Would some one walk me through the steps to get this into quadratic form? I think I am over thinking it. q[2]/(-L+x)^2 = q[1]/x^2

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Would some one walk me through the steps to get this into quadratic form? I think I am over thinking it. q[2]/(-L+x)^2 = q[1]/x^2

Mathematics
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this is q sub 1 and two as in charges I assume?\[q_1q_2\]right?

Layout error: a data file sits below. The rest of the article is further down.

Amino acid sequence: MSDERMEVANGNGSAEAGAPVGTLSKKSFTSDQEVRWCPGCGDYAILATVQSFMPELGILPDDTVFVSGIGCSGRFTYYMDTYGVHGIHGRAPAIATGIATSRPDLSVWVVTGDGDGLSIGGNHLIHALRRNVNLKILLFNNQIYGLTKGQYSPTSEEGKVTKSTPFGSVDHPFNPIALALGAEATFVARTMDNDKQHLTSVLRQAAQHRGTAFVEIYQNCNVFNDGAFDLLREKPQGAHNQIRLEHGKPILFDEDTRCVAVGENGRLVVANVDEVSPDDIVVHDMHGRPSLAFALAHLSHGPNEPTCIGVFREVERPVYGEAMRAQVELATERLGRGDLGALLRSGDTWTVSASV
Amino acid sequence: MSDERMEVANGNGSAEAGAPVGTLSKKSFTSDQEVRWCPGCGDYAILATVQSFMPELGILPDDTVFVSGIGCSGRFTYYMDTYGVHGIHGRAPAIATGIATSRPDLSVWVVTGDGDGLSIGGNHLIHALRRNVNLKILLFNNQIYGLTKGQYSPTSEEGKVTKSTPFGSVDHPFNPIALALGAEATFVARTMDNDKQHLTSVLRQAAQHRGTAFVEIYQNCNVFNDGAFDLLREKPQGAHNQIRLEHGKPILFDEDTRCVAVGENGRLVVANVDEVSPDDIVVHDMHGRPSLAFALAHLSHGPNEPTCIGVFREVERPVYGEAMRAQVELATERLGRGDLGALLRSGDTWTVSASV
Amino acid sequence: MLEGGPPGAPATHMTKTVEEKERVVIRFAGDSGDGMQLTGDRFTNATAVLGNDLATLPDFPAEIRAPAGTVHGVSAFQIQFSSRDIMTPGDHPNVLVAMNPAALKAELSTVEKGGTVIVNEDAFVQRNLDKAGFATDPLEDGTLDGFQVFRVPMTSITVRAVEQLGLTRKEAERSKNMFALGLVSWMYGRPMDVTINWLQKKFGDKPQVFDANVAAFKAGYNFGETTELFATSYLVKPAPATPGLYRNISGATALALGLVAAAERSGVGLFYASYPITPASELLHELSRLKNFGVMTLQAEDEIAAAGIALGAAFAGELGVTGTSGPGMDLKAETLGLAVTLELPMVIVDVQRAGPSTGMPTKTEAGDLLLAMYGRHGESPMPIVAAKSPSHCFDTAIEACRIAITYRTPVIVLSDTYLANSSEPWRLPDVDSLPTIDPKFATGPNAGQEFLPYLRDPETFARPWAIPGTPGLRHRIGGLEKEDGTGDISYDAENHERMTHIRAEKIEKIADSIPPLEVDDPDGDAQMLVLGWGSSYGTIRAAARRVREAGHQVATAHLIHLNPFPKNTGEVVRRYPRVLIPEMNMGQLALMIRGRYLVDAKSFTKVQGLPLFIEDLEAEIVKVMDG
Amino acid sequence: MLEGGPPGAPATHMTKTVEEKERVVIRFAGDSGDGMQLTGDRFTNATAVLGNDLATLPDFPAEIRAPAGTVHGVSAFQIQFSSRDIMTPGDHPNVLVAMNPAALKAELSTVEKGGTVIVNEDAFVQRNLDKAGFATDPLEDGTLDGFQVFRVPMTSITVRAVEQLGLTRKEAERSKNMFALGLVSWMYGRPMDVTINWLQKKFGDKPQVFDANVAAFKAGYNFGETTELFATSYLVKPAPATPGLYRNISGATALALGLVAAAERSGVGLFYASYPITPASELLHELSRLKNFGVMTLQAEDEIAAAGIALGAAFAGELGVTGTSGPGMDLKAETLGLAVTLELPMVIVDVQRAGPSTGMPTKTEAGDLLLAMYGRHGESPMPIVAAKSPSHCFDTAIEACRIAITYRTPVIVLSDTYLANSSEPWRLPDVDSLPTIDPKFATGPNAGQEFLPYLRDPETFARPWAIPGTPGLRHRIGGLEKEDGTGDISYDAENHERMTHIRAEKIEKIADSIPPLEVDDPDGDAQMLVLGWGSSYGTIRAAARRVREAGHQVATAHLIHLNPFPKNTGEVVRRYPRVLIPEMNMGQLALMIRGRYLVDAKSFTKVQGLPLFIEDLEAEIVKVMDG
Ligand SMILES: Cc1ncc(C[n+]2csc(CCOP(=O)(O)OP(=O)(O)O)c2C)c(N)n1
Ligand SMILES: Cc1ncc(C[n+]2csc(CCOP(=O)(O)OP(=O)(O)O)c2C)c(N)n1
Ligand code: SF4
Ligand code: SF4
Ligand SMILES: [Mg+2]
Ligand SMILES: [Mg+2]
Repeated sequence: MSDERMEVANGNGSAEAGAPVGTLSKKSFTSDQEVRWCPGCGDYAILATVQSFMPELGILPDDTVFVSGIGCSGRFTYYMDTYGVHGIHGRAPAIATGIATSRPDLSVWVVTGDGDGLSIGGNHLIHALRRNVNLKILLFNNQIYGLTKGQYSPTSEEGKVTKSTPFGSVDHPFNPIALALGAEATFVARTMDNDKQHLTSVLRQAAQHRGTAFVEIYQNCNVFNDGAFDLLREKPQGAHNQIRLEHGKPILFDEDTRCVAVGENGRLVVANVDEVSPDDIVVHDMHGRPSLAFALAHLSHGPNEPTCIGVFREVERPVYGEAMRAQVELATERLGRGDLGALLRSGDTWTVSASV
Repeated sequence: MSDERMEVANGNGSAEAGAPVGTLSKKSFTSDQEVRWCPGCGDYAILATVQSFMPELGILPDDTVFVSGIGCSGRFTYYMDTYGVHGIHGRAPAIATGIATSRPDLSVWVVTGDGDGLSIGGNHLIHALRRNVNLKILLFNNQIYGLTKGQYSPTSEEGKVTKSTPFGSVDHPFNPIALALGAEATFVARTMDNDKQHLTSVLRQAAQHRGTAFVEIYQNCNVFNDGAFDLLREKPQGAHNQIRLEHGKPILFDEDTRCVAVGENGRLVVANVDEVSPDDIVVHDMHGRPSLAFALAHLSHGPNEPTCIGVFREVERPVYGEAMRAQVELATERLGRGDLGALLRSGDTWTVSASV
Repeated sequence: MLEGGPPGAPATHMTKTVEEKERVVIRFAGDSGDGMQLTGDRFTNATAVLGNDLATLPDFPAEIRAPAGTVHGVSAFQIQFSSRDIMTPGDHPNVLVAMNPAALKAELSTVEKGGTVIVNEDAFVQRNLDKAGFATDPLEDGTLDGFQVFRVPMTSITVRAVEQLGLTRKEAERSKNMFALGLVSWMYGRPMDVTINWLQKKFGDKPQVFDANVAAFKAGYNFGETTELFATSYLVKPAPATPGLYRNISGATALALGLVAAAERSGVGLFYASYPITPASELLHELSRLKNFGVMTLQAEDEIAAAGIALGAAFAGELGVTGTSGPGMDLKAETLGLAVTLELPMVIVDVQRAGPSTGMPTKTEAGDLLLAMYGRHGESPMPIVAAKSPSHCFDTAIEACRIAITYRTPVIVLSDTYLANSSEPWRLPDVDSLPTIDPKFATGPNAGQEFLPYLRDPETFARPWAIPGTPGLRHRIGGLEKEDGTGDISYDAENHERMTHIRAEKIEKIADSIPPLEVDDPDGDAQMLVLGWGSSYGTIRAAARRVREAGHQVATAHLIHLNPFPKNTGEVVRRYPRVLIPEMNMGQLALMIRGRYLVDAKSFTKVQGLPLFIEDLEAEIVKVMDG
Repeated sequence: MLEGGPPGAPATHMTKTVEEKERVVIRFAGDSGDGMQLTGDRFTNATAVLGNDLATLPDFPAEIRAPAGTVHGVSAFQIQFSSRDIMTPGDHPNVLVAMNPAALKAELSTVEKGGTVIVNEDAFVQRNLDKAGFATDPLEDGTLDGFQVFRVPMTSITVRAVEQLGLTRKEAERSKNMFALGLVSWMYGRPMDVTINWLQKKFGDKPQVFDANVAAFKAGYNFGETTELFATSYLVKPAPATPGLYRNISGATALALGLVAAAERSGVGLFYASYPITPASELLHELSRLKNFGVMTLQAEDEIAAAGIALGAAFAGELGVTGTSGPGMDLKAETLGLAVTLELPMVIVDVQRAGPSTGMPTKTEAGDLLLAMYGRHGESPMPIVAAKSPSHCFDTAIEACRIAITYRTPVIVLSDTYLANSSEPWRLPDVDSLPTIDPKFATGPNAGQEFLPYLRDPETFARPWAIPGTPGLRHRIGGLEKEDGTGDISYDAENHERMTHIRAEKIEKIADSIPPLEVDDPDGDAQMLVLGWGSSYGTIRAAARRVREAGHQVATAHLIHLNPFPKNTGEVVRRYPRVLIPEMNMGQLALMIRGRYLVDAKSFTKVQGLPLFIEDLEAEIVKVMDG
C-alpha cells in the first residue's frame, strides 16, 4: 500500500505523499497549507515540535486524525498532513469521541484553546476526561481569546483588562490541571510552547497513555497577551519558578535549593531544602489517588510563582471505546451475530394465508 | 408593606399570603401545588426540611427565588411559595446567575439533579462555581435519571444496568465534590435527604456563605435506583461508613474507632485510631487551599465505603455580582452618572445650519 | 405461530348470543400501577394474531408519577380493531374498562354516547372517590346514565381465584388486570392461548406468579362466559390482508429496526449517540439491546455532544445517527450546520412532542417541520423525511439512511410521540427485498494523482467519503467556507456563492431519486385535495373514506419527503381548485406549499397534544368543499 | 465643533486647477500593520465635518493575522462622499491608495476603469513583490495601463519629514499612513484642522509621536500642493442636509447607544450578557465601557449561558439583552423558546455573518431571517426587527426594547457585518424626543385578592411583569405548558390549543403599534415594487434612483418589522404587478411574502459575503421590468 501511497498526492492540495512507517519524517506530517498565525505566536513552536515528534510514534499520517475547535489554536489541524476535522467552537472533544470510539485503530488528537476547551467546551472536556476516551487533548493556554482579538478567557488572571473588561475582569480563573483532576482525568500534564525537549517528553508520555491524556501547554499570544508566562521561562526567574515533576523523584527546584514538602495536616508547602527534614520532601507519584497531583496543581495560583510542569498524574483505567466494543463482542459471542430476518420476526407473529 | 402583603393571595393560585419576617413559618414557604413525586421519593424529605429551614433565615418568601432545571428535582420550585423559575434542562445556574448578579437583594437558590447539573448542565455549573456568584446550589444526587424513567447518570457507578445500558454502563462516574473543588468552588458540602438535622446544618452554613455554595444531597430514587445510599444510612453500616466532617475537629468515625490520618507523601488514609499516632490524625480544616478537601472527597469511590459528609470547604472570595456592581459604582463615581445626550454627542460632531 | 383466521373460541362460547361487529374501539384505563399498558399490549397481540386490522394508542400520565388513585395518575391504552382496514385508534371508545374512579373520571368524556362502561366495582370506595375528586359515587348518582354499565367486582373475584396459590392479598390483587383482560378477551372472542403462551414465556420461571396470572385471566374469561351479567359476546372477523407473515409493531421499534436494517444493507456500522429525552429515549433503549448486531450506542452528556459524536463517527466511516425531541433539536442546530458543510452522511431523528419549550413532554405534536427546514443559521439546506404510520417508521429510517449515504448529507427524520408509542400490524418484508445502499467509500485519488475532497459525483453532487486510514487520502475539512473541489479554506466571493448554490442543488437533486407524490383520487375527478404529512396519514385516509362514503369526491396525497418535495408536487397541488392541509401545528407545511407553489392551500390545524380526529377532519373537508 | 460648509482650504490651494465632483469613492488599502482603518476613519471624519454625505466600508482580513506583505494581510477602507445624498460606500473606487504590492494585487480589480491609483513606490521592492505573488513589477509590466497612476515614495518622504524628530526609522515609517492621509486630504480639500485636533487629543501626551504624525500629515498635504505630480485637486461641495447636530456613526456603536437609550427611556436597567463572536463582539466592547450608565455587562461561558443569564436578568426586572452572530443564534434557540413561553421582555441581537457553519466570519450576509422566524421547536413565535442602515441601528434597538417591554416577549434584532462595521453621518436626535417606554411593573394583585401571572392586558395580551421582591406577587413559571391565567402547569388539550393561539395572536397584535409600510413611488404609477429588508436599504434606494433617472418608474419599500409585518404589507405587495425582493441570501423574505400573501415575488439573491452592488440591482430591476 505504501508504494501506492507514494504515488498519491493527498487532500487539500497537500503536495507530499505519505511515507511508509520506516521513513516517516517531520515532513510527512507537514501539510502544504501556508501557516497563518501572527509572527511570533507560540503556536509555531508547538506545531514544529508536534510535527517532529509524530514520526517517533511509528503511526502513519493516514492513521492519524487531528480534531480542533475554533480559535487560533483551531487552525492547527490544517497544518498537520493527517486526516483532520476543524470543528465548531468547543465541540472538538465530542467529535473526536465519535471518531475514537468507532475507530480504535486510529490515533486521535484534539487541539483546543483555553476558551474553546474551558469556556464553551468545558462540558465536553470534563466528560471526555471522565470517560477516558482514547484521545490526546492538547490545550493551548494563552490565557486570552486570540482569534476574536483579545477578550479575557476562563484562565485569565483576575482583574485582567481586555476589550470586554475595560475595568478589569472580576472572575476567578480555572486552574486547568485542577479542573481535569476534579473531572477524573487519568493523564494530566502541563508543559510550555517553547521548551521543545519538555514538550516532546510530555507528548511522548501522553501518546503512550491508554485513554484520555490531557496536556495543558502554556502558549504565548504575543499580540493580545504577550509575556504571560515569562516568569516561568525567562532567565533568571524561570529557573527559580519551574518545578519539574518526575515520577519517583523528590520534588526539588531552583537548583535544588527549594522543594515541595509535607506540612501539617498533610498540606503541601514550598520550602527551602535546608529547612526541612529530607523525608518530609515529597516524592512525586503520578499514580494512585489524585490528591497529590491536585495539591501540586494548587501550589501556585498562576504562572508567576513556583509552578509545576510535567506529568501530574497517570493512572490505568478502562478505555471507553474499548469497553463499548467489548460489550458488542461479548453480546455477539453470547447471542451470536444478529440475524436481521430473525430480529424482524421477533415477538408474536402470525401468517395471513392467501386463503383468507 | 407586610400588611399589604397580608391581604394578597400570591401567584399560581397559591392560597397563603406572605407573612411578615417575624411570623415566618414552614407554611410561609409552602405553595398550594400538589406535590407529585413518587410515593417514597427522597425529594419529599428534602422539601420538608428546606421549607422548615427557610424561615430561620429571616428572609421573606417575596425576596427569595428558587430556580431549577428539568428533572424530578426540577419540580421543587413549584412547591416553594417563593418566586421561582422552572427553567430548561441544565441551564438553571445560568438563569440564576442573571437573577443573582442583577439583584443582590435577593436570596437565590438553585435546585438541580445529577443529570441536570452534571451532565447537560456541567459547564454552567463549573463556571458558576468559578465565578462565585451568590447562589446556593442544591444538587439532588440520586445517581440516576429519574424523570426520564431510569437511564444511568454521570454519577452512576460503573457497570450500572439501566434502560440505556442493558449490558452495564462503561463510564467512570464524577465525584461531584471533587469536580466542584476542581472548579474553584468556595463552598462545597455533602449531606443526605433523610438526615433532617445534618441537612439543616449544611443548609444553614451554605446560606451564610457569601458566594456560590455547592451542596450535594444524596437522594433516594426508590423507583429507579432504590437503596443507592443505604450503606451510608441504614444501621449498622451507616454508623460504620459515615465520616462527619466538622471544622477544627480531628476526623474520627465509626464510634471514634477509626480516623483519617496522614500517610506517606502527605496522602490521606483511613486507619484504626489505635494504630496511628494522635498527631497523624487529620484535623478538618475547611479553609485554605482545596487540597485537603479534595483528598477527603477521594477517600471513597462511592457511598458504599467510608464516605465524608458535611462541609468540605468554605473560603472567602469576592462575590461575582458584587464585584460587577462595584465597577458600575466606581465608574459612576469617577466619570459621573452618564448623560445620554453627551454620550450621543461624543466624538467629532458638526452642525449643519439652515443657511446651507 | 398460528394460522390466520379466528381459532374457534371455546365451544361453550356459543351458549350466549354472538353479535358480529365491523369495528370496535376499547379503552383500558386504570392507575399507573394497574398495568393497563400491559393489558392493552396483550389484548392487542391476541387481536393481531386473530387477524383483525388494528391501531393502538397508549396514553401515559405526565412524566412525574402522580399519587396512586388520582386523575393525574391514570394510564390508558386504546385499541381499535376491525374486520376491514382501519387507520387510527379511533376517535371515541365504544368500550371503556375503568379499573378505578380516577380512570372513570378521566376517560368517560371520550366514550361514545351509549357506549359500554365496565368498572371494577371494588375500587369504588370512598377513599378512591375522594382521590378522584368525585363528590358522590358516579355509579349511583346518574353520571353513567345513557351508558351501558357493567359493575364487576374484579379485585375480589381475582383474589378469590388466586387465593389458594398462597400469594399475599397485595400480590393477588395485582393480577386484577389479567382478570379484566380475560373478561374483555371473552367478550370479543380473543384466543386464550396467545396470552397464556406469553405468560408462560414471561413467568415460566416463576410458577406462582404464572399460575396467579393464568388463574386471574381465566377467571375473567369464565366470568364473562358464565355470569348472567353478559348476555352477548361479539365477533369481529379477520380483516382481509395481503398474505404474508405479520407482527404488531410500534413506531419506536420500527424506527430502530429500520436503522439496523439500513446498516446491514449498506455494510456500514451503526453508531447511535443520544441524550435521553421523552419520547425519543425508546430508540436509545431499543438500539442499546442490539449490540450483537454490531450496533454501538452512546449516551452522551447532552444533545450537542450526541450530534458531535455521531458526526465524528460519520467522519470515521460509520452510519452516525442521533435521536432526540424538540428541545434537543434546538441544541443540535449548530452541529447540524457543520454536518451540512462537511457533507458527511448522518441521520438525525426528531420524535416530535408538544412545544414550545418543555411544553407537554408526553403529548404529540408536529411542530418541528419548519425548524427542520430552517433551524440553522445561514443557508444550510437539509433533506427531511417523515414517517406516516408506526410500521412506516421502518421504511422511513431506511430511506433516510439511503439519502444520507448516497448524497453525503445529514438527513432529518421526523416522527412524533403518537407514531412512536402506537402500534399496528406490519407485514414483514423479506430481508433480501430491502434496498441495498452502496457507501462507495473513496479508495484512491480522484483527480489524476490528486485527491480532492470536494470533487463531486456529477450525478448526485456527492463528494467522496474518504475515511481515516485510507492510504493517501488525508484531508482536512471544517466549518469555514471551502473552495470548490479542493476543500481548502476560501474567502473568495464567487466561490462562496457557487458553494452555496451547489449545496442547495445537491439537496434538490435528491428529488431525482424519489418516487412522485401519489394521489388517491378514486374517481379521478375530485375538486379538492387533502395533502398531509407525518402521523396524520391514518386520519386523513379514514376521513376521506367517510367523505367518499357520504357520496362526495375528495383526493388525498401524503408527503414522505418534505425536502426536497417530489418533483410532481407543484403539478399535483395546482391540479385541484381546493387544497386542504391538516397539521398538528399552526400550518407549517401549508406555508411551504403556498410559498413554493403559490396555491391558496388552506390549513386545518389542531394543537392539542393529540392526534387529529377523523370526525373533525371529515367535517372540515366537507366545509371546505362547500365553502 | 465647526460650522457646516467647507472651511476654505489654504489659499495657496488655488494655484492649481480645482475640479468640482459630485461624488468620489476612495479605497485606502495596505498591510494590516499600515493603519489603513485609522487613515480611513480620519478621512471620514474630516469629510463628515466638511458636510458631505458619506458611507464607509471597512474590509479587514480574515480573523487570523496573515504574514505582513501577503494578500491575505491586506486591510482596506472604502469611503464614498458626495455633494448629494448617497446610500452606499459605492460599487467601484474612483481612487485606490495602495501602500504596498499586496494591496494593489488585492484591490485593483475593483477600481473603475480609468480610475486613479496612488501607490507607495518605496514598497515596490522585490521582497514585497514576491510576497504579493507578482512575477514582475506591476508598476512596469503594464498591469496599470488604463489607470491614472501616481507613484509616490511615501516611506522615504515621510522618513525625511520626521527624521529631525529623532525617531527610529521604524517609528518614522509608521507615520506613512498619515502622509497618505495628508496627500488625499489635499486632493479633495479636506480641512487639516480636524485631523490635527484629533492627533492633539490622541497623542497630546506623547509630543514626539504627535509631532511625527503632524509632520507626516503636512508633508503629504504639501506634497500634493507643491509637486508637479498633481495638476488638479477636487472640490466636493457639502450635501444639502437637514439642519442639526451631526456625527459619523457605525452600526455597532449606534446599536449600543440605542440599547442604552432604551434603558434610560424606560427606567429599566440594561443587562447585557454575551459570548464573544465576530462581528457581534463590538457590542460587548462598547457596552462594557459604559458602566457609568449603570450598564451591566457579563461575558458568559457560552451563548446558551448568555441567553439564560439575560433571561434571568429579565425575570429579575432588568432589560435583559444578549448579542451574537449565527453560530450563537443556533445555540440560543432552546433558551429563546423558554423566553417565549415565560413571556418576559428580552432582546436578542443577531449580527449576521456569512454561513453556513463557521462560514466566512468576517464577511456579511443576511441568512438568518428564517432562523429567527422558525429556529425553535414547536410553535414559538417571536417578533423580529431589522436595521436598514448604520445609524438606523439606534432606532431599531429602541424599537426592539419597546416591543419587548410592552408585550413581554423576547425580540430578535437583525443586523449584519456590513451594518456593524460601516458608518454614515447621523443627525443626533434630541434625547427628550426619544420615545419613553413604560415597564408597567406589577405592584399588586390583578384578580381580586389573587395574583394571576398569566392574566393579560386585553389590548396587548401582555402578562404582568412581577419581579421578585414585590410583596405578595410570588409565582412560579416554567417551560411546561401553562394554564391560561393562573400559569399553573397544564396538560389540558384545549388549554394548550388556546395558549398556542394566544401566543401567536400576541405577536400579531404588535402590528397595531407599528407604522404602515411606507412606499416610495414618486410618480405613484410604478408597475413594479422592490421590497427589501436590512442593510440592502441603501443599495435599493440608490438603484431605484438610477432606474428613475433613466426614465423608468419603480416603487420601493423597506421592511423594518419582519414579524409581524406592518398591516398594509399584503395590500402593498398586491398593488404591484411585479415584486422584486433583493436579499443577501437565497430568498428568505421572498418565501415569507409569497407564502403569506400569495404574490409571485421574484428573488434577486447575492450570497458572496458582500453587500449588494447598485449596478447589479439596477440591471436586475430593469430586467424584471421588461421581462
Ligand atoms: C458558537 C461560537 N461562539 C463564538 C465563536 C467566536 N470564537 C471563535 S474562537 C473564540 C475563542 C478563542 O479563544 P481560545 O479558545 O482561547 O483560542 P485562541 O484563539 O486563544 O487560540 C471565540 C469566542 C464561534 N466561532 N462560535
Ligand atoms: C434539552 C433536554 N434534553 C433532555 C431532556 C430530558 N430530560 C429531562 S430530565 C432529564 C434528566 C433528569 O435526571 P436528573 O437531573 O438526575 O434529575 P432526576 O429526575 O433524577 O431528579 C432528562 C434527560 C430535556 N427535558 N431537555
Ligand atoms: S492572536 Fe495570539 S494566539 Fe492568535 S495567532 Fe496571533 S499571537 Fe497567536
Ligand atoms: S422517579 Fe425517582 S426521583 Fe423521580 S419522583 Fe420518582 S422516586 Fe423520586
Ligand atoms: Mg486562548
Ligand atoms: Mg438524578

Yes
I've gotten this far and then my algebra broke!

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Cross-multiply\[\frac{q_2}{(-L+x)^2}=\frac{q_1}{x^2}\to q_2x^2=q_1(-L+x)^2\]expand the second term\[q_2x^2=q_1(L^2-2Lx+x^2)= q_1L^2-2q_1Lx+q_1x^2\]gather like terms all on one side of the equals sign\[q_1x^2-q_2x^2-2q_1Lx+q_1L^2=0\]factor the x^2 to make the coefficient explicit:\[(q_1-q_2)x^2-2q_1Lx+q_1L^2=0\]now you should be able to identify a, b, and c for the quadratic formula.
OK, I see. I was stuck at the x^2 coefficients. Thanks!!!
welcome :)

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